Archives For megadeth

I first started working on this series about four years ago. It has been through many revisions, rewrites, and re-visitations since then.

But here’s the thing: metal history doesn’t stop!

So let us consider this coverage of more “recent” events (since 2010 or so) as a bonus.

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2016 was not off to a good start for us headbangers with Lemmy Kilmister’s passing, but I am happy and proud to say that this latest Megadeth statement helped jerk me out of my mourning phase.
More than thirty years into their career, Megadeth has managed to craft one their stronger all-time records. As the excellent cyborg-apocalypse album art shows, the band has its finger on the fear and anger over the state of our world in 2016, with strong, tight, relevant music to match.

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As I drove through the parking lot of Nassau Coliseum, the bass riff of “Dawn Patrol” thundering at top volume, I kept thinking about what a great deal my ticket for this show was: $40 for three of the most legendary and successful metal bands of all time (Megadeth, Slayer, and Anthrax, and if Metallica been added to the bill, that price would have easily climbed to $150).

It was the 20th anniversary of the 1990 thrash masterworks “Rust In Peace” and “Seasons In The Abyss,” so both records would be performed straight through. I’ve always enjoyed that, as it’s like a giant listening party for the benefit of the especially eager fans. When you’ve taken the time to love every song on the record, it’s rewarding for you and the band, since you both get to hear and perform songs you usually don’t get to hear live.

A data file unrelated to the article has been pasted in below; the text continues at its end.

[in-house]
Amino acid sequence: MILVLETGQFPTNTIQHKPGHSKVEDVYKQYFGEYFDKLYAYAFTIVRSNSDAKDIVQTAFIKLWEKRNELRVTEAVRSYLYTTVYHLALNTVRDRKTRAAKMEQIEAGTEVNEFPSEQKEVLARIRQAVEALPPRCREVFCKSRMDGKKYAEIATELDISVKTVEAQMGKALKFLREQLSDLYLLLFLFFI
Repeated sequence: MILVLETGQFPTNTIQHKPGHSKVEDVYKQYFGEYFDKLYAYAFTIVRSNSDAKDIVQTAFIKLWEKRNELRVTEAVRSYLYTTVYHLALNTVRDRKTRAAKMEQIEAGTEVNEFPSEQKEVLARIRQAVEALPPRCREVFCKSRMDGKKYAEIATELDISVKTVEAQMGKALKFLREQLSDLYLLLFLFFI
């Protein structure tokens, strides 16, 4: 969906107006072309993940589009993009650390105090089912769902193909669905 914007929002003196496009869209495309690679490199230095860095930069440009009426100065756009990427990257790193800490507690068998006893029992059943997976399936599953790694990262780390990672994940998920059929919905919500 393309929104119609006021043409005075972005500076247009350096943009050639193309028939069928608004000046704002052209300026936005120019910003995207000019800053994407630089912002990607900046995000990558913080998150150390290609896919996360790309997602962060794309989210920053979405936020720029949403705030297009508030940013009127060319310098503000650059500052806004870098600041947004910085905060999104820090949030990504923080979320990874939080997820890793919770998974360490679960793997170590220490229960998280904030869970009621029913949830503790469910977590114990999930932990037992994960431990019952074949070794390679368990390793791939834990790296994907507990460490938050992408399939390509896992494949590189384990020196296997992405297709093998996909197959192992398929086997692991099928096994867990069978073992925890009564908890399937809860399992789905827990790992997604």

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After the 1990s, which saw the rise of experimentation away from thrash metal with varying degrees of success, the genre was due for another sea change. New sounds were cropping up everywhere in the music world (not all of them good by any means), and in the midst of it all the old guards felt compelled to rediscover their original brazen sound. Just as all good things must come to an end, so must all bad things as well.

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It’s incredible how mass tastes in music can change so quickly. 1991 was a year of absolute sea change in this regard, and metal wasn’t immune. Some would argue that the genre came of age in the 1990s, giving rise to a beautiful time of rich experimentation. 80s synths and big hair were out; grunge and plaid were in. For metal, thrash, British, and other “classic” metal were out (temporarily), and more extreme/advanced subgenres like death metal, black metal, and prog metal were in.

So, what exactly happened to thrash?

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“The Big Four” is a name given to a group of four of the most popular and influential thrash metal groups, all of whom started in the United States in the 1980s: Metallica, Megadeth, Anthrax, and Slayer. Between them, they have sold about 200 million albums worldwide, a true juggernaut. For many mainstream listeners, thrash metal performed by one of these groups is likely their first exposure to heavy metal of any kind. So many are their collective sales and accolades that some fans complain that they took attention away from other excellent, but lesser-known thrash bands (which is why I’m writing a separate section for those bands beyond the Big Four).

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